Atomic semantics is a term which describes a type of guarantee provided by a data register shared by several processors in a parallel machine or in a network of computers working together. Atomic semantics are very strong. An atomic register provides strong guarantees even when there is concurrency and failures.
A read/write register R stores a value and is accessed by two basic operations: read and write(v). A read returns the value stored in R and write(v) changes the value stored in R to v. A register is called atomic if it satisfies the two following properties:
1) Each invocation op of a read or write operation:
•Must appear as if it were executed at a single point τ(op) in time.
•τ (op) works as follow: τb(op) ≤ τ (op) ≤ τe(op): where τb(op) and τe(op) indicate the time when the operation op begins and ends.
•If op1 ≠ op2, then τ (op1)≠τ (op2)
2) Each read operation returns the value written by the last write operation before the read, in the sequence where all operations are ordered by their τ values.
Termination: when a node is correct,sooner or later each read and write operation will complete.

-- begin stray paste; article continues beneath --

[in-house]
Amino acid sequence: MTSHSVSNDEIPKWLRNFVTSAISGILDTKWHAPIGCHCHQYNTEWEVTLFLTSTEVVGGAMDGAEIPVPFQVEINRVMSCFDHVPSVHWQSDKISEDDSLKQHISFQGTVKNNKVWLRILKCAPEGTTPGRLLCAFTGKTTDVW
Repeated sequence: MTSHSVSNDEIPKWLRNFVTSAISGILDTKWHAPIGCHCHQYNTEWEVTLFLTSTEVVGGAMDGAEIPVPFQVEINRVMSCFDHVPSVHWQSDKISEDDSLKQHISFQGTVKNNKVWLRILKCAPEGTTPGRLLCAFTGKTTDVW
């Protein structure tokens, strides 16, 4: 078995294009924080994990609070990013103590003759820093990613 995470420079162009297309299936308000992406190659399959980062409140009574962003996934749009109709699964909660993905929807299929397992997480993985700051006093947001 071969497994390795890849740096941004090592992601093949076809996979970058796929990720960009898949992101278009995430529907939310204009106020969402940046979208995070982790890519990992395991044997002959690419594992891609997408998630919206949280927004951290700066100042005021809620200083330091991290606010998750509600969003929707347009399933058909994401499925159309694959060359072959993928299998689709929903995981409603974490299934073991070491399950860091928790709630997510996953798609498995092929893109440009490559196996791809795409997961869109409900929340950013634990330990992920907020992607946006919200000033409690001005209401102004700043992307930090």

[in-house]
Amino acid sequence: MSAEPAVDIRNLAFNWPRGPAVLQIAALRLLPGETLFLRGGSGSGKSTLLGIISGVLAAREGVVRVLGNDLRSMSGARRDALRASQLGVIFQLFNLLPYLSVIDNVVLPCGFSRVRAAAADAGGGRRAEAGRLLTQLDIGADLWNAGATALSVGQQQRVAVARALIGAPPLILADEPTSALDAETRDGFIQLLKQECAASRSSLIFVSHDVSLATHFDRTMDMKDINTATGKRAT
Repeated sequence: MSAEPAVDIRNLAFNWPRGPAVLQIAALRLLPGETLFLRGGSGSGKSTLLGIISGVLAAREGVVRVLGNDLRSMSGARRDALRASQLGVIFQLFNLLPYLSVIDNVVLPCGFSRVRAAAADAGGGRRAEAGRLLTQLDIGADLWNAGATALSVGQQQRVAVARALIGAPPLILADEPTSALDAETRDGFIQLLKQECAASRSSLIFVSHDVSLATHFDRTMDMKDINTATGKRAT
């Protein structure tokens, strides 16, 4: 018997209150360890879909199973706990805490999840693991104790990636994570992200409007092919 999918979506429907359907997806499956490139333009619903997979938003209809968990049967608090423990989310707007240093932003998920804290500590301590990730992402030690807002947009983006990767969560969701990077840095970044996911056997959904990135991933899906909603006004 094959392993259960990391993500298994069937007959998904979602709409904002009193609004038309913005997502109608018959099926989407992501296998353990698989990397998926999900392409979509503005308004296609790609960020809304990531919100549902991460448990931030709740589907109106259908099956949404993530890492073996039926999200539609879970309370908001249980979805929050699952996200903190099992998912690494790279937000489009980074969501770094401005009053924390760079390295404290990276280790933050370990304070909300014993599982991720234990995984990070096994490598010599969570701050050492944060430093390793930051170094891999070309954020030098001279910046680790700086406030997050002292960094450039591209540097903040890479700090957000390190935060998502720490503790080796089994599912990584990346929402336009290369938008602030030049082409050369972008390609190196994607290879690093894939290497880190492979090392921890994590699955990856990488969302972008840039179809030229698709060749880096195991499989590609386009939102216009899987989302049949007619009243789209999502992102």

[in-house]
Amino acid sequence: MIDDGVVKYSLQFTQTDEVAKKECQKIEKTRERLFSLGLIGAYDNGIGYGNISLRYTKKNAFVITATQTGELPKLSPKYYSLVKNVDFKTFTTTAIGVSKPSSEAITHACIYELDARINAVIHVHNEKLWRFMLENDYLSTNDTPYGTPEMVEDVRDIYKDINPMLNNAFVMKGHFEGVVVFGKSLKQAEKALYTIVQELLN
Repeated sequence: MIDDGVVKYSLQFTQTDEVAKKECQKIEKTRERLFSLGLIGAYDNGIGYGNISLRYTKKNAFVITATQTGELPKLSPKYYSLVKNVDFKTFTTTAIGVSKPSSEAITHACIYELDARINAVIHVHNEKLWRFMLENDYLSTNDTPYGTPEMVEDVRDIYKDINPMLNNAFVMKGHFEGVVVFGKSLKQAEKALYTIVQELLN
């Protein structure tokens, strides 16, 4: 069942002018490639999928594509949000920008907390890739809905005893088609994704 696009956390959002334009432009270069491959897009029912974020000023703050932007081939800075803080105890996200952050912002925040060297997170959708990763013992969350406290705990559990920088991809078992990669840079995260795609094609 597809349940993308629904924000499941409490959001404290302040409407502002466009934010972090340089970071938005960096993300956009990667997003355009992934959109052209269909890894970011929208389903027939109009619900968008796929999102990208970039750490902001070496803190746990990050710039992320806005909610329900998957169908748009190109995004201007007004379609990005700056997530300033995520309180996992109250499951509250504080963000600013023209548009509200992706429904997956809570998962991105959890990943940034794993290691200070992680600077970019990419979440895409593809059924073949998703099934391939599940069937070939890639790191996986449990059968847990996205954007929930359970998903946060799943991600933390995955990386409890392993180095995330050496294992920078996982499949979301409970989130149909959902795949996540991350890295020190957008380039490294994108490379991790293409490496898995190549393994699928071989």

Safety Property (Linearization points for read and write and failed operations):
Read operation:It appears as if happened at all nodes at some times between the invocation and response time.
Write operation: Similar to read operation,it appears as if happened at all nodes at some times between the invocation and response time.
Failed operation(The atomic term comes from this notion):It appears as if it is completed at every single node or it never happened at any node.
Example : We know that an atomic register is one that is linearizable to a sequential safe register.
The following picture shows where we should put the linearization point for each operation:
An atomic register could be defined for a variable with a single writer but multi- readers(SWMR),single-writer/single-reader (SWSR),or multi-writer/multi-reader(MWMR). Here is an example of a multi-reader multi-writer atomic register which is accessed by three processes (P1,P2,P3).Note that R.read() → v means that the corresponding read operation returns v, which is the value of the register. Therefore, the following execution of the register R could satisfies the definition of the atomic registers: R.write(1), R.read()→1, R.write(3), R.write(2), R.read()→2, R.read()→2.
- Atomic semantics are defined formally in Lamport's "On Interprocess Communication" Distributed Computing 1, 2 (1986), 77-101. (Also appeared as SRC Research Report 8).